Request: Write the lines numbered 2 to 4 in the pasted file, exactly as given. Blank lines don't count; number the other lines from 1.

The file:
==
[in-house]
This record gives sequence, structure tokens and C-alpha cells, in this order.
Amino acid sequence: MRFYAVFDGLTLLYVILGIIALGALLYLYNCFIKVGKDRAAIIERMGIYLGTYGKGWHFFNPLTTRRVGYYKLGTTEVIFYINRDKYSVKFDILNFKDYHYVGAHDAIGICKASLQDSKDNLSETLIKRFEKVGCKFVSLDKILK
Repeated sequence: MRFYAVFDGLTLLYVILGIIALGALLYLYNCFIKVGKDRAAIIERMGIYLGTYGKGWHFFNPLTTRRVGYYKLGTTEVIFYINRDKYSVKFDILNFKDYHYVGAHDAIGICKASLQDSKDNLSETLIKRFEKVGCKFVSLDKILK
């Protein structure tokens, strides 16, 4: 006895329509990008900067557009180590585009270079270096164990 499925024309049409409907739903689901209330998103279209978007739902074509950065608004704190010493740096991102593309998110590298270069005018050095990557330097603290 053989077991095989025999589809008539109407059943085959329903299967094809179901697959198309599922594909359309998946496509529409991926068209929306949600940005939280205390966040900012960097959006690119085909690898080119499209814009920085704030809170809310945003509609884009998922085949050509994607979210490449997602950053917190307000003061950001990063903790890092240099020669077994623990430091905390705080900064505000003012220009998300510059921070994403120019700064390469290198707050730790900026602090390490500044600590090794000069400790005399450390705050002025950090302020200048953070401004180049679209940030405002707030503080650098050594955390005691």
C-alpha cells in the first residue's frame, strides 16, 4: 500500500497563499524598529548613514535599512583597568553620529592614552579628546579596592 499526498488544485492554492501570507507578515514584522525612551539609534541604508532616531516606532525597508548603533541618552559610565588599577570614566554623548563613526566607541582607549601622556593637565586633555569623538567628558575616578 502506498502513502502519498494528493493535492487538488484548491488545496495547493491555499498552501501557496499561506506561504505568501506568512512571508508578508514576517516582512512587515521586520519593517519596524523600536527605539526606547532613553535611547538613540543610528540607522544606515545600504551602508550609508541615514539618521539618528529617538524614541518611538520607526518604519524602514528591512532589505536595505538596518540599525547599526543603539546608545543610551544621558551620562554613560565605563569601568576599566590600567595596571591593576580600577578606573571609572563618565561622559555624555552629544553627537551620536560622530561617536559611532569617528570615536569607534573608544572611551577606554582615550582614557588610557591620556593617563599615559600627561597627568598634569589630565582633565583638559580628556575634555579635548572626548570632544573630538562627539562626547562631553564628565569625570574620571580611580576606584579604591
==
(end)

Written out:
This record gives sequence, structure tokens and C-alpha cells, in this order.
Amino acid sequence: MRFYAVFDGLTLLYVILGIIALGALLYLYNCFIKVGKDRAAIIERMGIYLGTYGKGWHFFNPLTTRRVGYYKLGTTEVIFYINRDKYSVKFDILNFKDYHYVGAHDAIGICKASLQDSKDNLSETLIKRFEKVGCKFVSLDKILK
Repeated sequence: MRFYAVFDGLTLLYVILGIIALGALLYLYNCFIKVGKDRAAIIERMGIYLGTYGKGWHFFNPLTTRRVGYYKLGTTEVIFYINRDKYSVKFDILNFKDYHYVGAHDAIGICKASLQDSKDNLSETLIKRFEKVGCKFVSLDKILK